Where are the large backpacks?

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I thought I had the perfect backpack, until it almost killed me. I wanted to be in love with it so much: a top notch pack that I had seen on many other hikers climbing rocks on the Long Trail, a 273 mile ridge path that stretches the length of Vermont. While this is a wonderful backpack in many ways, it wasn’t for me – a hiker hiking 100 miles of this same trail, carrying not only gear, but an additional 100 pounds of body weight. , most centered around my hips, thighs and behind.

I picked up my unnamed bag from The Mountain Goat in Manchester, VT, an outfitter that felt right at home, with the smell of new hiking boots and the rustle of people walking in and out of sleeping bags. The store clerk introduced me to the gray beauty, but I already knew her intimately. He adjusted the straps to fit around my plush arms and chunky waist. I loved the feel, even when he loaded it up with a simulated track weight.

My feelings for the peloton changed quickly when I took my first steps on the Long Trail from Hwy 140 northbound. I felt like there was a teenager hanging from my back in a piggyback position. The straps hollowed out under my armpits; my center of balance swung backwards. With each step, my butt shelf pushed the bag further and further north, eventually pushing my head forward. I was a turtle disappearing into my shell.

It didn’t help that it was already 80 degrees at 10 a.m. I stuck my sticks into the ground and sweat poured down my arm like rain. My nails were full of things: foam, dirt, sweat, breakfast. The black flies were in full force, so I doused myself with a homeopathic black fly repellant that I bought at the store. It seeped in like hot sauce. My core temperature has skyrocketed. My eyes blinked. I fainted. Spoiler alert: We bailed out that day and I never wore the backpack again.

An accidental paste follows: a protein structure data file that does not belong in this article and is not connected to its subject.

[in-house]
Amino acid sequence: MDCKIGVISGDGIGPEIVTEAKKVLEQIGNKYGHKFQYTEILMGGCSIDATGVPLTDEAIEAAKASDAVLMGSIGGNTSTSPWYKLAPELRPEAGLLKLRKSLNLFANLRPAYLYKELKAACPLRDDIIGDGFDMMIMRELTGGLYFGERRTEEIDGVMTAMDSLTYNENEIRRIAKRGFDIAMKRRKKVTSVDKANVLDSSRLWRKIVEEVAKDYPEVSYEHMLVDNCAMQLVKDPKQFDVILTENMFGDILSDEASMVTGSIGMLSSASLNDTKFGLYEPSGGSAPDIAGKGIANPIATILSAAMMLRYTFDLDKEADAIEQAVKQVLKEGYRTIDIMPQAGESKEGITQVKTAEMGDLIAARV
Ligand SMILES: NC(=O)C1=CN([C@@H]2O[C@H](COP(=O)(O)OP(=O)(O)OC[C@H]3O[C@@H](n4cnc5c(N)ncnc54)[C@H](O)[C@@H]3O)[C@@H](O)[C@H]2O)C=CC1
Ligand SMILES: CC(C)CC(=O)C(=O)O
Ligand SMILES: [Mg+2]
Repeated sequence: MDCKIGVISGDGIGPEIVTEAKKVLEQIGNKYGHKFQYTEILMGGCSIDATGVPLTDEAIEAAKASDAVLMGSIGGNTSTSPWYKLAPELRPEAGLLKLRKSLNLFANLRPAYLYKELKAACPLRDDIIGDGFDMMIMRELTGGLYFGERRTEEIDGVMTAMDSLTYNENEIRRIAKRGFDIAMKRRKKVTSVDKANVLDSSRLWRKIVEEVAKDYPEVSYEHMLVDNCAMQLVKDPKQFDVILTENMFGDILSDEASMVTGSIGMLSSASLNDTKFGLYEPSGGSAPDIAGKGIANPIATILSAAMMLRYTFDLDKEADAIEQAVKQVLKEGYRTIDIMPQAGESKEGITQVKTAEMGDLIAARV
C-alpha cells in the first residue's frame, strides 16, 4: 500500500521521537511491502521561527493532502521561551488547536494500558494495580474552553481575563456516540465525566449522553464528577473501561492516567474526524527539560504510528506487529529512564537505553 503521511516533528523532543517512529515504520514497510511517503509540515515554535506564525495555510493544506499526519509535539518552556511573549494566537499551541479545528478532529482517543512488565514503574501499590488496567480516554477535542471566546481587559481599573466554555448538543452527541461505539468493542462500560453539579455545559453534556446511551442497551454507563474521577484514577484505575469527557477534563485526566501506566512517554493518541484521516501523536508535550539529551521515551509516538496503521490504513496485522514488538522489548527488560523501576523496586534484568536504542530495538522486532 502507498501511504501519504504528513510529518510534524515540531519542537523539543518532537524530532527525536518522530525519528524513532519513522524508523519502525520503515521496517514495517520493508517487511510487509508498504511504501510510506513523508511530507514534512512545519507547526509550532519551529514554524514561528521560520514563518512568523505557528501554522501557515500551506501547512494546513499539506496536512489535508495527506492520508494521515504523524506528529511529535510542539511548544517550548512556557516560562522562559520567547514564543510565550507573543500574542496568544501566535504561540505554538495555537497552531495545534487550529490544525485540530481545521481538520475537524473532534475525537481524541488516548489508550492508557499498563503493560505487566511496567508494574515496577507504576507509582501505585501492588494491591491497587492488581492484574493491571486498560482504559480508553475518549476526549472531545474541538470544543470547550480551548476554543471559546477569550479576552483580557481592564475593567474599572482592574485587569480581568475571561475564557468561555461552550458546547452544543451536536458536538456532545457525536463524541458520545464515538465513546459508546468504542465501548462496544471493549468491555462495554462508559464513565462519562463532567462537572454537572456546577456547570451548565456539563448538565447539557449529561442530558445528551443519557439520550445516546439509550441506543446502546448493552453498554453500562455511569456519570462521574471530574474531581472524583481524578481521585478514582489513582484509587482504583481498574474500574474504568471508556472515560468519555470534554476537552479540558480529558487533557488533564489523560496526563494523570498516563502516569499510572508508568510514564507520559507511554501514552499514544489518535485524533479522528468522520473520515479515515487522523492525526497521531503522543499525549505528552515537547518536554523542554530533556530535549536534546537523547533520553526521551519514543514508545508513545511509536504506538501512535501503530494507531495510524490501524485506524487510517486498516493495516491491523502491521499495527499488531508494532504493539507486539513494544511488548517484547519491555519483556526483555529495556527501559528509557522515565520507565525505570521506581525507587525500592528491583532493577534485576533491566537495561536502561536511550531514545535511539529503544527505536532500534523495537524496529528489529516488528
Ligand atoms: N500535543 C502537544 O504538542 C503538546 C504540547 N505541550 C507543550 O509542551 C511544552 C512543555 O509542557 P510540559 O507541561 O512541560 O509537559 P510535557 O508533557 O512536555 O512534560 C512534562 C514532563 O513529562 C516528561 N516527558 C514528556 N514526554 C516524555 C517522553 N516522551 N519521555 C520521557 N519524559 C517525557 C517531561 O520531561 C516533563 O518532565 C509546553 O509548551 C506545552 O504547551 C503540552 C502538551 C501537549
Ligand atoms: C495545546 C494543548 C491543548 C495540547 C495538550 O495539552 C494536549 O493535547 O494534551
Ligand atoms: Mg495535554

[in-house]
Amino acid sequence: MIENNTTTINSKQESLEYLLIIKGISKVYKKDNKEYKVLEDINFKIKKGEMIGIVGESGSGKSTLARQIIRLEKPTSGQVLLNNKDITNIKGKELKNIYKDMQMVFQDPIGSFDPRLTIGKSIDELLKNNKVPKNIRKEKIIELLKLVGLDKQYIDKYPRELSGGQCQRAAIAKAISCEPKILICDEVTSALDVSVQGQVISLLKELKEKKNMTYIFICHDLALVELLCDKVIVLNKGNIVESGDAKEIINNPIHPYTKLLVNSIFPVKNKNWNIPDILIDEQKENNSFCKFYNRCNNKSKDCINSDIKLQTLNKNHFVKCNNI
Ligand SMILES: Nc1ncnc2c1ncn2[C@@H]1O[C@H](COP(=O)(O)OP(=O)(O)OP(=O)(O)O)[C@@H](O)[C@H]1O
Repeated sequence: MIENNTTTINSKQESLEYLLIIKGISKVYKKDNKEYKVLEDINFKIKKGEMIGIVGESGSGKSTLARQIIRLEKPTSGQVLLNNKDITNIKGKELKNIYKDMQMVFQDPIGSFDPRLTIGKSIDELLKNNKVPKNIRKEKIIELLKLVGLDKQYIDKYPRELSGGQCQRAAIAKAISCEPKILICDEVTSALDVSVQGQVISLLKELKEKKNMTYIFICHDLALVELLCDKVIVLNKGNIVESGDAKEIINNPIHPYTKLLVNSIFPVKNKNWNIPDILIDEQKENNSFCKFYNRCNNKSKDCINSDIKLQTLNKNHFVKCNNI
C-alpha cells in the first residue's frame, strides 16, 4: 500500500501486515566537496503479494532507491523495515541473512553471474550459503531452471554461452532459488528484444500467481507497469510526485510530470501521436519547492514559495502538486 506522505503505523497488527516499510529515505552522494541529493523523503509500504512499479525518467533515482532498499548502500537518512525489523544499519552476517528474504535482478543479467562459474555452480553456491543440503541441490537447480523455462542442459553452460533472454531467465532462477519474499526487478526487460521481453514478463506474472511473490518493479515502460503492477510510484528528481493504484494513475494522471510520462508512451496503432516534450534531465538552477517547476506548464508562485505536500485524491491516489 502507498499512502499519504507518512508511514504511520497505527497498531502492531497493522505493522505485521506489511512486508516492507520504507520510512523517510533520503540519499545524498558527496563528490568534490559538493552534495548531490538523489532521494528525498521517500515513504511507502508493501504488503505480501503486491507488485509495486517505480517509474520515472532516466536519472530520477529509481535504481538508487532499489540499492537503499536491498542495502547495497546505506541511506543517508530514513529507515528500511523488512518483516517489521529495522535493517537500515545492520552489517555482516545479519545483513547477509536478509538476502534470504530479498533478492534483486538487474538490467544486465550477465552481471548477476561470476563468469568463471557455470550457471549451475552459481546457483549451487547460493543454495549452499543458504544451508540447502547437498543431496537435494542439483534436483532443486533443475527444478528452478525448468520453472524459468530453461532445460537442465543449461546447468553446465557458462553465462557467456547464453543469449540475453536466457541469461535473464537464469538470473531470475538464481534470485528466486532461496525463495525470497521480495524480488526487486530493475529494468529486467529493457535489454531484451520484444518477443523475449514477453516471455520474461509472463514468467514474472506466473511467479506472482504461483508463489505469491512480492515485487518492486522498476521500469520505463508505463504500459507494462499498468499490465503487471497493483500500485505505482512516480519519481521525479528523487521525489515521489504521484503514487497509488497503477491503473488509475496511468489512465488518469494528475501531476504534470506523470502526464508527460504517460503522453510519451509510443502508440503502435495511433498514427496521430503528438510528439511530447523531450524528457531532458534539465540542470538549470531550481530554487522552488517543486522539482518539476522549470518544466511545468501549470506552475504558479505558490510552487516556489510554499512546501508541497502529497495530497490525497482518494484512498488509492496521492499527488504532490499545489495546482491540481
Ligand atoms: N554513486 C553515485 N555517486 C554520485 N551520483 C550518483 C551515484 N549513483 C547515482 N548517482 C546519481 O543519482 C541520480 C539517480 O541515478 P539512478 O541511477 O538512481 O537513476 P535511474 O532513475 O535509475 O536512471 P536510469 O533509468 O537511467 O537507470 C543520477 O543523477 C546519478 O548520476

Equipment, like clothing, needs to be snug in order for it to work. As a plus size adventurer, I have learned that there is no one size fits all. As outfitters continue to welcome plus-size women, who make up 67% of America’s female population, there is room to grow beyond clothing. That’s why Gregory’s new plus size backpack line, launched in summer 2020, is so revolutionary: the entire line is for people who typically wear 2x-6x clothing.

Grégory Arrio 24 Pack (Photo: Grégoire)

Trying both the loan for the night Amber 44 Plus and the Arrio 24 Plus backpack, I like that both have hip belts that fit all around the fullest part of my body. (Previously, I had to wear the hip belt higher around my waist, which made the rest of the fit completely unbalanced.) Other key elements of Gregory’s adjustable design: longer straps and more space between them. more generous angle straps. It makes it much easier to select the perfect fit and avoids digging into the shoulders and under the armpits. For the first time, with a pack that didn’t rise, wobble, or bounce in the wrong place, I was able to feel what a backpack was designed to do: balance the weight on my back in a way. that won’t hamper your experience.

The Amber and the Arrio are not perfect. I would like a more solid pocket game: the Arrio 24 only has one mesh pocket, which means I can’t pack a Nalgene on one side and store my poles in the other. On the larger Amber, I would have preferred a self-contained compartment at the bottom of the bag for my sleeping bag and pillow. Everything else (clothes, cushions, sleeping bags) is also bigger when you are a plus size hiker, which means sufficient space is more important than ever.

Still, this new line represents a huge step forward for the plus-size outdoor community. This other coveted backpack made me feel like an aspirant. These Gregory bags give me a sense of belonging, like they’re made for me the same way I feel made for the trails.

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About Adam Motte

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